The Rebel Angels is the first novel in The Cornish Trilogy by Robertson Davies. The second and third books in the series are What's Bred in the Bone and The Lyre of Orpheus, respectively; the latter book was recommended to me so strongly by grundoon that I went out and found the whole trilogy at my friendly local public library. I'll write up the other books as I read them; for now, a few words about The Rebel Angels.
The plot is largely about the will of the late Francis Cornish, for whom the trilogy is named. Cornish was a well-known art expert, dealer, and collector, and in addition to his nephew Arthur, a businessman, he has designated three scholars --- theologian and priest Simon Darcourt, medievalist Clement Hollier, and Renaissance historian Urquhart McVarish --- to share in the responsibility of evaluating and distributing the drawings, paintings, and manuscripts accumulated over a long career. However, the story is also (and more importantly) about its characters, for instance Maria Magdalena Theotoky, a graduate student working closely with Hollier, and the former monk John Parlabane, both of whom are or become intertwined with the executors in a variety of ways. The book switches between Maria and Darcourt's perspective, told in the first person, but not annoyingly.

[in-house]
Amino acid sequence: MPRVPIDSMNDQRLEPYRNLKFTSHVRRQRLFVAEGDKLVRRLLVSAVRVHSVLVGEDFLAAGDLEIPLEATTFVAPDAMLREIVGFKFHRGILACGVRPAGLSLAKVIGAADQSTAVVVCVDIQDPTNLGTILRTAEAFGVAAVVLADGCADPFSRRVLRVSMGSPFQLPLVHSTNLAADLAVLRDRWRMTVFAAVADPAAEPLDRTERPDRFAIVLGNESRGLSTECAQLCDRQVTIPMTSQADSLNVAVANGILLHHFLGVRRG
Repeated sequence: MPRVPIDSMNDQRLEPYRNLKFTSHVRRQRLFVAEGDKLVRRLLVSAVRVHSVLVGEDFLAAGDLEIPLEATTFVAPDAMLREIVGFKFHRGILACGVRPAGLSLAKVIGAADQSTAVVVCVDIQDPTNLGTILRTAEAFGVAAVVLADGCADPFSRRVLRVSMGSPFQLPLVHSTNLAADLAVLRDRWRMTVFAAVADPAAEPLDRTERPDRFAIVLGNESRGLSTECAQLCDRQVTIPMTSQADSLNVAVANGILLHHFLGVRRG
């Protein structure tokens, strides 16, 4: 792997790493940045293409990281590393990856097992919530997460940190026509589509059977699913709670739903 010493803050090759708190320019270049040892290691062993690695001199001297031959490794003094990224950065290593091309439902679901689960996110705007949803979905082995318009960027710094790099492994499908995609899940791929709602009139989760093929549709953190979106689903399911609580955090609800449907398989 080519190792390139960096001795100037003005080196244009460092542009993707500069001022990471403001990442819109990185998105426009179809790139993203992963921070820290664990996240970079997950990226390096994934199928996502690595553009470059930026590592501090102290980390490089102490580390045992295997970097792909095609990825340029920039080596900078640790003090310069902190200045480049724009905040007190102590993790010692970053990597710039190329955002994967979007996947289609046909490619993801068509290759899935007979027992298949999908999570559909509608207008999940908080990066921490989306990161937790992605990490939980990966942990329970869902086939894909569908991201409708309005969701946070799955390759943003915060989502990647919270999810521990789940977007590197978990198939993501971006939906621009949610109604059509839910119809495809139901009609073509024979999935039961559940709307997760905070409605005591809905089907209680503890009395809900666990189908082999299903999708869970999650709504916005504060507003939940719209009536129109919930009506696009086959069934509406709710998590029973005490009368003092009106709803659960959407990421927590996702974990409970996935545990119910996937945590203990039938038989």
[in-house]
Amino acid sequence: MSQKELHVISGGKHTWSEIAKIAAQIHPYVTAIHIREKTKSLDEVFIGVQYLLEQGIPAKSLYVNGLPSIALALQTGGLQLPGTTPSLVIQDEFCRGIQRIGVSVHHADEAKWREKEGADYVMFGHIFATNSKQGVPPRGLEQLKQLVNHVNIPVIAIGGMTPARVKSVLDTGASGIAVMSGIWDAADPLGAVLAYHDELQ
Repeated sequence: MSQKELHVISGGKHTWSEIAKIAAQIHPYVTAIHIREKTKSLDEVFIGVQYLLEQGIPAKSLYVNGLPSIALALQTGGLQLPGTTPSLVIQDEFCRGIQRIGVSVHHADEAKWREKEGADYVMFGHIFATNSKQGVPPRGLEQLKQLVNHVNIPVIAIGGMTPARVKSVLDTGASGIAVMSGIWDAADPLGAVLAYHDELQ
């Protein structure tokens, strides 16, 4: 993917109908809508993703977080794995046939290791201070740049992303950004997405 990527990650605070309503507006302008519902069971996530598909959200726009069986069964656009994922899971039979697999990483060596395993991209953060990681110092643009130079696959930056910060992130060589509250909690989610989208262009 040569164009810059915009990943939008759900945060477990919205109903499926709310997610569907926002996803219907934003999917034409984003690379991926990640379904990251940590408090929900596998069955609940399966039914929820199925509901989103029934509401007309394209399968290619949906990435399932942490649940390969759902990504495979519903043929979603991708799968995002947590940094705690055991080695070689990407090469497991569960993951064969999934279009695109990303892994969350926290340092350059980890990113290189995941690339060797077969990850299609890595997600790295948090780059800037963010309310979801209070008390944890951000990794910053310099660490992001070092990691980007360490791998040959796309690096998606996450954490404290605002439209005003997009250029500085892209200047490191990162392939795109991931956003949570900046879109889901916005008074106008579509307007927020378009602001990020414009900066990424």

There's intrigue, there's scholarship, there's art, there's love. There's even a bit of Gypsy magic from Maria's mother, a grand lady of the Romany tradition who provokes Hollier's scholarly interest, but whose Tarot readings for Hollier and Darcourt shape the second half of the book. (I thought the novel was kind of slow at first, but Mamusia's involvement definitely sped things up in a spicy-fun way.) There's musings on the origins of academia that give the novel its title, but the dominant themes of the book are academic pride and passion, loyalty, and friendship, and it was of course that last that made everything worthwhile in the end; I liked the hilariously shocking plot twist but not the almost haphazard way in which loose ends were tied up, only not. But I guess that's what happens in the first book of a trilogy --- you have to leave some stuff hanging, or there won't be much to write about in the next two books.
Davies, Robertson. The Rebel Angels. Penguin Books, 1981.